What Happens If Water Gets Inside Ethernet Cable?
Written by Don Schultz, Technical Sales Representative and Fluke Networks Certified Technician
Have you ever been tempted to run indoor rated Ethernet cable outside? That might seem like a good idea if it is a short run or put it into a PVC conduit. Admit it, you have been tempted. So, incidentally, have I. In fact, I had to learn the hard way just how wrong of an idea this is. See Selecting the Correct Outdoor Ethernet Cable for more about why this is not the way to go.
Liquid water inside an Ethernet cable is evil--even direct burial rated Ethernet cable with waterproof tape can only provide a certain degree of protection. If the tough cable jacket gets breached, the waterproof tape will mitigate the issue, but there will still be measurable consequences. Why? Waterproof tape is designed to activate in the presence of water and results in a gel that is somewhat conductive by nature. See Direct Burial Ethernet Cable: Gel-Filled vs. Waterproof Tape for a neat experiment I performed that illustrates this.
This started me on the path to investigate further. Is the water-activated gel bad for data transmission? Is there any signal degradation at all? How much worse would liquid water be given the same circumstances? Of course, I had to conduct more experiments to find out!
So, what exactly happens to the Ethernet cable when water does get inside? Fortunately, trueCABLE uses a very advanced tool to measure Ethernet performance--a Fluke DSX-8000 Versiv CableAnalyzer. It is this tool and some cool testing that will tell the tale. As I like to repeat to anyone who listens, “There is no hiding from Mr. Flukey”.
The Mad Scientist Strikes
I love doing “what-if” experiments, so I obtained the following:
- Cat6 Shielded Riser bulk Ethernet cable, 213 feet long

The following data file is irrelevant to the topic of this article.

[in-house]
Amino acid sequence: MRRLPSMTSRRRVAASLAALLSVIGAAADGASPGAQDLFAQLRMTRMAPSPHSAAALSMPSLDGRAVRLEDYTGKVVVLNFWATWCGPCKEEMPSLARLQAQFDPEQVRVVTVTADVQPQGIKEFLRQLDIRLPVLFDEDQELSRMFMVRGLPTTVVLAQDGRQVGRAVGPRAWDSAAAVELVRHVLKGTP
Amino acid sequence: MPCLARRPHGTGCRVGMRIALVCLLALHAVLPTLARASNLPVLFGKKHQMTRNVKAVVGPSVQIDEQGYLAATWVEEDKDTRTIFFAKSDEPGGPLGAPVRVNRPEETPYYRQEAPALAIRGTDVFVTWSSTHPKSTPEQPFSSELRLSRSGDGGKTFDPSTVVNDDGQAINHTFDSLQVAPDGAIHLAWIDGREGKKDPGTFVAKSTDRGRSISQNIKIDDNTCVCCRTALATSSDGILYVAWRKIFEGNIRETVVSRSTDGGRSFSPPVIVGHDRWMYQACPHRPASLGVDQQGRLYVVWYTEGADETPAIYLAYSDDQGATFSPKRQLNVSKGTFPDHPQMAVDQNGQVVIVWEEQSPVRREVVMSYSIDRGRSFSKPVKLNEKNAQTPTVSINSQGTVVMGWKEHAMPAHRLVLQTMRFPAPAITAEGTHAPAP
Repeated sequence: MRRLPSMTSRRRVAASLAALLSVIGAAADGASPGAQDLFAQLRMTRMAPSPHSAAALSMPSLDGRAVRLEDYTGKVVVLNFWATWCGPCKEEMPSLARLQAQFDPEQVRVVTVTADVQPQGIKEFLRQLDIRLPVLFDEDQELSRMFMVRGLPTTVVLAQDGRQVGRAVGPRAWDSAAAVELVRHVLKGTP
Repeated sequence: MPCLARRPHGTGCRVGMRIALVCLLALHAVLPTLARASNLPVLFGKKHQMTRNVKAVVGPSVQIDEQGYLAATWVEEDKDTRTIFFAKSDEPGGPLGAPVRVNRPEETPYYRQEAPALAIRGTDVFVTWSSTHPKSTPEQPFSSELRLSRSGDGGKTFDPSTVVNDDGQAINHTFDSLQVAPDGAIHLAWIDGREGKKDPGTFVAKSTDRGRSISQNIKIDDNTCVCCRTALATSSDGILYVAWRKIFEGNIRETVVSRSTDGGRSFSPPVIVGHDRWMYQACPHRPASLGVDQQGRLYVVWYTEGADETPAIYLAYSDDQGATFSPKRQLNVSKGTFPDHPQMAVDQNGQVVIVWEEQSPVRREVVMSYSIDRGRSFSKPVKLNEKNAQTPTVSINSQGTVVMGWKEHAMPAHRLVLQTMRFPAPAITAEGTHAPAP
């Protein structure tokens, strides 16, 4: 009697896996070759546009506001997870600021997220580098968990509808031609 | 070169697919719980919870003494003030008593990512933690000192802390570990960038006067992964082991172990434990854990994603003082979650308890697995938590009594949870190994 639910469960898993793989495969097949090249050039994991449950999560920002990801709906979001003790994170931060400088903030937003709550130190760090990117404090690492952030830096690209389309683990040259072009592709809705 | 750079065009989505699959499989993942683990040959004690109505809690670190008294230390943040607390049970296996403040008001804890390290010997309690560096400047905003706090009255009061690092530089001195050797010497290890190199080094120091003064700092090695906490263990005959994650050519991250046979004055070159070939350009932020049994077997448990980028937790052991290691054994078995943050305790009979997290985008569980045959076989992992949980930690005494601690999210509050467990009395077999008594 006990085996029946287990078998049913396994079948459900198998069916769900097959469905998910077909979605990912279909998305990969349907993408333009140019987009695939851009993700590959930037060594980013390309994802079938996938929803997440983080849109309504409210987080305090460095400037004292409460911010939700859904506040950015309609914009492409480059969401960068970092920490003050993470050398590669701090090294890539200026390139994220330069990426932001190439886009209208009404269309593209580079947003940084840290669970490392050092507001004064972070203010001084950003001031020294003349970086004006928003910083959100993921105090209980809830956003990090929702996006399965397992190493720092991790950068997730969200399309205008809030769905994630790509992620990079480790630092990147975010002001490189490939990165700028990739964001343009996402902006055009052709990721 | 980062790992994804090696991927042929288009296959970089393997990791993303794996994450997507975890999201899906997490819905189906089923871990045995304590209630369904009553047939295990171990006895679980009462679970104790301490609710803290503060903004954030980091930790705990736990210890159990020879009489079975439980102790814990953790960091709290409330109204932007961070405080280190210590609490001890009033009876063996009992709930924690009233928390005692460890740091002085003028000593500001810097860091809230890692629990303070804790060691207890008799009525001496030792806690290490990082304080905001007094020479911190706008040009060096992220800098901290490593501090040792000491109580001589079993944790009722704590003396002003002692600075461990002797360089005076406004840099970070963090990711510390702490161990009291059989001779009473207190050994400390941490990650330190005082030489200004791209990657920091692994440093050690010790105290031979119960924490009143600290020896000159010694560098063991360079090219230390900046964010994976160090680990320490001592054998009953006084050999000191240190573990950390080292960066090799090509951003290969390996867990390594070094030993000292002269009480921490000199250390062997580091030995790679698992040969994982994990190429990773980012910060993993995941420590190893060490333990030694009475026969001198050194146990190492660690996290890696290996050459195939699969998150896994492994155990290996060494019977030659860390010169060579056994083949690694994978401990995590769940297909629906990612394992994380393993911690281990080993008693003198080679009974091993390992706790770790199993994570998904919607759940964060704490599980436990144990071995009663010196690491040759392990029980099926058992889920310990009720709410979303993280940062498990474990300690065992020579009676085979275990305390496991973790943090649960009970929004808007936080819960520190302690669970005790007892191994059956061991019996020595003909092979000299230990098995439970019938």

- Cat6 Unshielded Direct Burial bulk Ethernet cable, 180 feet long
- ...a bucket with water in it
Both cables were terminated from keystone jack to keystone jack, known as a permanent link configuration. What is a permanent link? See What is an Ethernet Patch Cable? ANSI/TIA Permanent Link testing is strict, and the Fluke DSX-8000 provides more diagnostic data when this type of test is run. Exactly what I wanted.
I grabbed my cut and strip tool and popped open the cable jacket on both cables, about half-way through their length. I then Fluke tested as follows:
- Immediately after termination (to make sure the cable is good, setting a baseline)
- Right after breaching the cable jacket, to be sure the cable was not damaged
- After submersion in the bucket of water, and at periodic intervals
The idea was to show how quickly the cable would fail, and if it did fail, just how bad the failure really was. Believe it or not, there are various degrees of failure.
Yikes. Not good at all. As expected, the Cat6 Riser indoor cable failed miserably the moment water got inside it. Two hours in, it failed not only the ANSI/TIA Cat6 Permanent Link + PoE test, but also the 5GBASE-T + PoE bandwidth test. For the record, this cable is quite dead. Anyone need a clothesline?